Friday, March 4, 2011
Now that's how it's done, dawg
But it isn't the (oddly) sexy Tyler I quote tonight, but rather his seasoned counterpart, Randy Jackson. I just finished reading the highly-anticipated Chelsea Cain thriller The Night Season and oh, wow, now that's how you do it, dawg.
I first fell in love with Cain after reading Heartsick - one of the most tightly written, emotionally charged and creepy thrillers I've ever read. The story centres around Archie Sheridan, a tortured cop, Susan Ward, a reporter with lots of baggage, and Gretchen Lowell, one of the most amazing antagonists I've ever seen in print. She's beautiful, sexy, and lethal.
So much about each of these characters could have been cliche, but Cain doesn't go near "amateur" with a ten-foot pole. Not in Heartsick, not in Sweetheart, not in Evil at Heart and certainly not in The Night Season.
Cain's style is enviable I want to BE her.
I've been waiting so long for this book, I was desperate for another dose of Gretchen - I fell hard for this complex villain, so much so my husband bought the RUN GRETCHEN t-shirt from the website not long after I finished the third book, Evil at Heart. In that book, Cain demonstrates the power of the media and society's need to cling to an idol - even if that idol is a cold blooded killer. Gretchen IS a pop culture icon in the books, but also off the page.
So I approached The Night Season with caution. Gretchen's role is so minor, it's almost non-existent.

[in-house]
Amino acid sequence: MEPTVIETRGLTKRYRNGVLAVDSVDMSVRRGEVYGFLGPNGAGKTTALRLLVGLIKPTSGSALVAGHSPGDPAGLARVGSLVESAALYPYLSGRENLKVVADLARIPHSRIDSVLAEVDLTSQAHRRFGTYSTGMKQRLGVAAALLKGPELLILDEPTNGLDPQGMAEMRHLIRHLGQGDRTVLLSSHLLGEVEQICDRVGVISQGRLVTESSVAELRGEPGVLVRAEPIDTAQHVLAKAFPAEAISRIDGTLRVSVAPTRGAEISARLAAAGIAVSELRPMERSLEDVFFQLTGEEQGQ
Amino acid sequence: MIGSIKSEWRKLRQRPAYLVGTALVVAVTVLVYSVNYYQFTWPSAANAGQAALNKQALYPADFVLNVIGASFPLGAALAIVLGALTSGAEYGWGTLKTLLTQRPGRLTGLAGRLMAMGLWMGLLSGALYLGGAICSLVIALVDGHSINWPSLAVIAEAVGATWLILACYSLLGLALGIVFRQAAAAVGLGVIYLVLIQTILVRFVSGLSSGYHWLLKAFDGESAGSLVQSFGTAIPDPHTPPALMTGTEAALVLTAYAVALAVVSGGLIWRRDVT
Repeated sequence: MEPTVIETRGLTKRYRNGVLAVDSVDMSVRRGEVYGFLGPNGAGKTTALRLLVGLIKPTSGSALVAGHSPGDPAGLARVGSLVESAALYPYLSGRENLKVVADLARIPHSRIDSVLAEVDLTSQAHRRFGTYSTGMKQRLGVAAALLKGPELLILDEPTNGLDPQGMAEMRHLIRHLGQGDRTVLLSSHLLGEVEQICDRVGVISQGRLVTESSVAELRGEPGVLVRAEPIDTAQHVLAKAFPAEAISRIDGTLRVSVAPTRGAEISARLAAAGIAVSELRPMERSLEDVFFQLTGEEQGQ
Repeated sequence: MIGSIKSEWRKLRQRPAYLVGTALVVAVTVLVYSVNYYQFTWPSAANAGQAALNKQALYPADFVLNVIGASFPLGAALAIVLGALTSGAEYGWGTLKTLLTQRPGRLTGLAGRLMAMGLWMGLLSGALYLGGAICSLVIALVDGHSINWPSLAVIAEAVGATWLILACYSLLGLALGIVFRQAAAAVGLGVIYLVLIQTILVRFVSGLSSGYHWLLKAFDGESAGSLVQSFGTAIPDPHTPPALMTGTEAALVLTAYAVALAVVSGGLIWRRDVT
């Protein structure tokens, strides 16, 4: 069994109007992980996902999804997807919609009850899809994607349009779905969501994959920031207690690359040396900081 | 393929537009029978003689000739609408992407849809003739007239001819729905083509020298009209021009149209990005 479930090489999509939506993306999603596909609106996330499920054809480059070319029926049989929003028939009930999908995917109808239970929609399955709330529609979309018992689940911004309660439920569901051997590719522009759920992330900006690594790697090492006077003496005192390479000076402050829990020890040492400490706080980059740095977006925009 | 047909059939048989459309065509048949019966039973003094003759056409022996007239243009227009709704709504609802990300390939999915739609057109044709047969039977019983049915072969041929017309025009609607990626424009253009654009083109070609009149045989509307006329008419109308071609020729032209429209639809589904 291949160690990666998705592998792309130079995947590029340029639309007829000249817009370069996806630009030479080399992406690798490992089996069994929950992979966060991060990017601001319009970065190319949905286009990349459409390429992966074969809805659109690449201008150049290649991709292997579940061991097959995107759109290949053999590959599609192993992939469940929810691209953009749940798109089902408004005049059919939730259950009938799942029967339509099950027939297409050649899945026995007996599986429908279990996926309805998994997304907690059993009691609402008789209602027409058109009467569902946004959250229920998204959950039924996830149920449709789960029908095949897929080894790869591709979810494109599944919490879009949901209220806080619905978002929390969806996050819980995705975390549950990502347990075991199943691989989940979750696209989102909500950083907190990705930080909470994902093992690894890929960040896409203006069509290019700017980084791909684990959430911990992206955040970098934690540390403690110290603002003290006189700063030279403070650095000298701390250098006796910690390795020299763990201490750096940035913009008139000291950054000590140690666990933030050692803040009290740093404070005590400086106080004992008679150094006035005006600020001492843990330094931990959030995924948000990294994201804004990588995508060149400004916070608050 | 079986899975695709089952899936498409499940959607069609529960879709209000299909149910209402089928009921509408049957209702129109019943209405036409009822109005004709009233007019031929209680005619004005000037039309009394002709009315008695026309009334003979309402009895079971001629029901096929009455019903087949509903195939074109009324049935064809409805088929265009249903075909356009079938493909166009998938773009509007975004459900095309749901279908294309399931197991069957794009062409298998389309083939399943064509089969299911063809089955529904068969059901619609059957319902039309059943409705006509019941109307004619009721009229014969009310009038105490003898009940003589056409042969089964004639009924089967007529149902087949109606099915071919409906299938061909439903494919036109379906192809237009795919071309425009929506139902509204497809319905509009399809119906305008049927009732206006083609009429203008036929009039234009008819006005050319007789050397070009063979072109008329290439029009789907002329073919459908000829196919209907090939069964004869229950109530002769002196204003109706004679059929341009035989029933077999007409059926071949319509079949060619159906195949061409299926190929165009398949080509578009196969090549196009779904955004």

I'm almost relieved, because when I gush about Cain and The Night Season I'll know my compliments will fall in all the right places. And oh, there are many.
A flood is terrorizing Portland, dredging up old bodies - and memories of a disaster from almost a hundred years prior. To make things worse, a killer is poisoning the residents, before sending them to their death down the overflowing river. Susan and Archie know the events are tied together - but each of their lives will be in danger before resolution is found.
I know, the plot doesn't sound complex. But here's the beauty of Cain's writing - the story is made non-linear by her ability to twist the status quo into something awe-inspiring.
The geek writer in me has to break it down. (I apologize if you just want a damn review...)
1. Setting - the town is flooding; it's pouring rain; fog is drifting over the water, and the killer does most of his dirty work at night. Creepy, much?
2. Characters - damn they're good. Archie is still recovering from his Gretchen torture and is finally off the vicadin; Susan has stopped sleeping her way to the top, changes her hair to purple, and finally gets a backbone against her jerk of an editor; and, the killer is just plain awesome. Not Gretchen awesome, but close.
3. Kill method - can't tell you because I'll spoil it, but let's just say I had Wikipedia bookmarked.
4. Pacing - fast. Furious. Envy-inspiring. This is what my mentors meant when they said the book should move along fast enough to keep the reader turning pages, but not too fast so they get lost. My only complaint is that it's over too fast - and goodness knows when she'll write another book. I'm thinking about starting the series over.
5. Dialogue - oblique. Spot on. Occasionally funny, but always with purpose. Study it - I am.
6. Description - Cain uses very few words to paint a very vivid picture. The Night Season isn't as gory as her previous books, but it IS creepy, and frankly, breathtaking in its brilliance. Tight writing!
7. Emotion - a little bit harder to explain, but here goes: If I'm being honest, Heartsick wasn't perfect from a craft perspective. A lot of "rules" were broken. But, I ignored most of them, because at the end of the day, those small bends to the rulebook were made up for in spades with emotion. Cain has this nailed. Her writing makes me feel. Grief. Sympathy. Love. Fear. Obsession. Anticipation. I felt it all in The Night Season - and with everything else of hers I've read. Not an easy task, friends.
Yes, Chelsea, this IS how it's done. Thank you! I don't even know what to read next...